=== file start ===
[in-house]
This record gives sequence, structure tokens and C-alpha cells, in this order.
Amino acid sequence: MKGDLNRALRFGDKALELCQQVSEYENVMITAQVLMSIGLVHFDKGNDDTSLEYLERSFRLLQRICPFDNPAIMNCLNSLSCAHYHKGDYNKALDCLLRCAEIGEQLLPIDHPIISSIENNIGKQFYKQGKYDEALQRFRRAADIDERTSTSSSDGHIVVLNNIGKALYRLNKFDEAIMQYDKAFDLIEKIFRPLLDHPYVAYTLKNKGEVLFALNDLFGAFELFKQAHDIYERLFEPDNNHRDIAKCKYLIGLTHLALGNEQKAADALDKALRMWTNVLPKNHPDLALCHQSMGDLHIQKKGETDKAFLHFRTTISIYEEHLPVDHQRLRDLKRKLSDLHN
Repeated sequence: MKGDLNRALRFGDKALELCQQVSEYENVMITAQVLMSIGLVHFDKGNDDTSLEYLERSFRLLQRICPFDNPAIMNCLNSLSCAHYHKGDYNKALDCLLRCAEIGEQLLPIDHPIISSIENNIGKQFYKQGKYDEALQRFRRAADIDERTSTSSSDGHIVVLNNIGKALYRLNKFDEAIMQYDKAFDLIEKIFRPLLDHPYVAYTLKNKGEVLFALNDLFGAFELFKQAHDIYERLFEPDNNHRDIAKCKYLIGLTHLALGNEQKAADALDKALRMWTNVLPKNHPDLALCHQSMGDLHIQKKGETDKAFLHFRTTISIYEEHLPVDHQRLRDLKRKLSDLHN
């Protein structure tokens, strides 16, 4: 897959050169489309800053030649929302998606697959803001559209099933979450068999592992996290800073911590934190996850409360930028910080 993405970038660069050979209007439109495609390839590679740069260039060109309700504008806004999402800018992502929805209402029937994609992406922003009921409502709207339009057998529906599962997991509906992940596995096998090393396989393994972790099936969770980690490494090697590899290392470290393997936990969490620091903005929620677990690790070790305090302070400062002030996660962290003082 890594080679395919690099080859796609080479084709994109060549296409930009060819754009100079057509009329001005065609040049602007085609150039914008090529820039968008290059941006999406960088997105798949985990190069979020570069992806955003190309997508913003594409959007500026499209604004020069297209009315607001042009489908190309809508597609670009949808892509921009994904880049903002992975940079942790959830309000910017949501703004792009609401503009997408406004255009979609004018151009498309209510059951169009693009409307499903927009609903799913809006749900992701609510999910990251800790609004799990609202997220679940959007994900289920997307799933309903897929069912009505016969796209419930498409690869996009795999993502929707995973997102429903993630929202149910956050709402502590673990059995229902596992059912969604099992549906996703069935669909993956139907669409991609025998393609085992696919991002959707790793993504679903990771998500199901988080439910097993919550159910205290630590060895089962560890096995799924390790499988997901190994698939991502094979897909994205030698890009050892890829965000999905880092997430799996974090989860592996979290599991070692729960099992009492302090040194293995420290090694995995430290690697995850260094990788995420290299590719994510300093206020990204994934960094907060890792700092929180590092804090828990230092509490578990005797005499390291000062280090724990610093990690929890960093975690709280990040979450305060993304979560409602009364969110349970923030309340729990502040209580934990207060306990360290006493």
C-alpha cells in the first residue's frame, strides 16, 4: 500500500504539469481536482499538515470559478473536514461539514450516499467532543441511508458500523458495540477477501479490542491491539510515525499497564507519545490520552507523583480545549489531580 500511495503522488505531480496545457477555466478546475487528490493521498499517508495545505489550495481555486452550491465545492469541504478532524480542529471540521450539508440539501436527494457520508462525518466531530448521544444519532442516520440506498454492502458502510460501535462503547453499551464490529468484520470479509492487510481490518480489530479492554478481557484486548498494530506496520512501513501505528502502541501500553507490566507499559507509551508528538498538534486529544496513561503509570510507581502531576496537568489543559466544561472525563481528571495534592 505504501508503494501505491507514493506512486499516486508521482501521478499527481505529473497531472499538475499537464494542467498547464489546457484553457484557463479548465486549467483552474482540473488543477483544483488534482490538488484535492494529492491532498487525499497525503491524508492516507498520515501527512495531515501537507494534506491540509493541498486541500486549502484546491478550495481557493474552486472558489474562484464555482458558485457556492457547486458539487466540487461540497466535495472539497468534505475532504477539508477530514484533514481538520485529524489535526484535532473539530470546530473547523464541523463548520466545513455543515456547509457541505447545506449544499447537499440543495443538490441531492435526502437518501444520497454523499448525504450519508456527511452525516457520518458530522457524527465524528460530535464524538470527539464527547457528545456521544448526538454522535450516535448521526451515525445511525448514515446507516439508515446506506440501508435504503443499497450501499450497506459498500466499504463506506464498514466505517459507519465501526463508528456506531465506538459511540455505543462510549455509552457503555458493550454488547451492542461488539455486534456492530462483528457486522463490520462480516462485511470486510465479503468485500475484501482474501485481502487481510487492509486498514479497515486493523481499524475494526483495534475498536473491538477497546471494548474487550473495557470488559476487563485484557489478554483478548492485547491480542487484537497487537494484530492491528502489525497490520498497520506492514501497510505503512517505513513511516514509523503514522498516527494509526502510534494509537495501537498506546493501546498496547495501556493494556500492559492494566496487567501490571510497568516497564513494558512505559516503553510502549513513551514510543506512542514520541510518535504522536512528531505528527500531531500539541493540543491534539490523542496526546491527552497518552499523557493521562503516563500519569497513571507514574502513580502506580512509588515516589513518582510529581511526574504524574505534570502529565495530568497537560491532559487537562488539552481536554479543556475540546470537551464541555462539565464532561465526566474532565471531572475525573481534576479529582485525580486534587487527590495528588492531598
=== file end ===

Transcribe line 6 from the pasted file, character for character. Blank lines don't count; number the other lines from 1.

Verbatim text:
C-alpha cells in the first residue's frame, strides 16, 4: 500500500504539469481536482499538515470559478473536514461539514450516499467532543441511508458500523458495540477477501479490542491491539510515525499497564507519545490520552507523583480545549489531580 500511495503522488505531480496545457477555466478546475487528490493521498499517508495545505489550495481555486452550491465545492469541504478532524480542529471540521450539508440539501436527494457520508462525518466531530448521544444519532442516520440506498454492502458502510460501535462503547453499551464490529468484520470479509492487510481490518480489530479492554478481557484486548498494530506496520512501513501505528502502541501500553507490566507499559507509551508528538498538534486529544496513561503509570510507581502531576496537568489543559466544561472525563481528571495534592 505504501508503494501505491507514493506512486499516486508521482501521478499527481505529473497531472499538475499537464494542467498547464489546457484553457484557463479548465486549467483552474482540473488543477483544483488534482490538488484535492494529492491532498487525499497525503491524508492516507498520515501527512495531515501537507494534506491540509493541498486541500486549502484546491478550495481557493474552486472558489474562484464555482458558485457556492457547486458539487466540487461540497466535495472539497468534505475532504477539508477530514484533514481538520485529524489535526484535532473539530470546530473547523464541523463548520466545513455543515456547509457541505447545506449544499447537499440543495443538490441531492435526502437518501444520497454523499448525504450519508456527511452525516457520518458530522457524527465524528460530535464524538470527539464527547457528545456521544448526538454522535450516535448521526451515525445511525448514515446507516439508515446506506440501508435504503443499497450501499450497506459498500466499504463506506464498514466505517459507519465501526463508528456506531465506538459511540455505543462510549455509552457503555458493550454488547451492542461488539455486534456492530462483528457486522463490520462480516462485511470486510465479503468485500475484501482474501485481502487481510487492509486498514479497515486493523481499524475494526483495534475498536473491538477497546471494548474487550473495557470488559476487563485484557489478554483478548492485547491480542487484537497487537494484530492491528502489525497490520498497520506492514501497510505503512517505513513511516514509523503514522498516527494509526502510534494509537495501537498506546493501546498496547495501556493494556500492559492494566496487567501490571510497568516497564513494558512505559516503553510502549513513551514510543506512542514520541510518535504522536512528531505528527500531531500539541493540543491534539490523542496526546491527552497518552499523557493521562503516563500519569497513571507514574502513580502506580512509588515516589513518582510529581511526574504524574505534570502529565495530568497537560491532559487537562488539552481536554479543556475540546470537551464541555462539565464532561465526566474532565471531572475525573481534576479529582485525580486534587487527590495528588492531598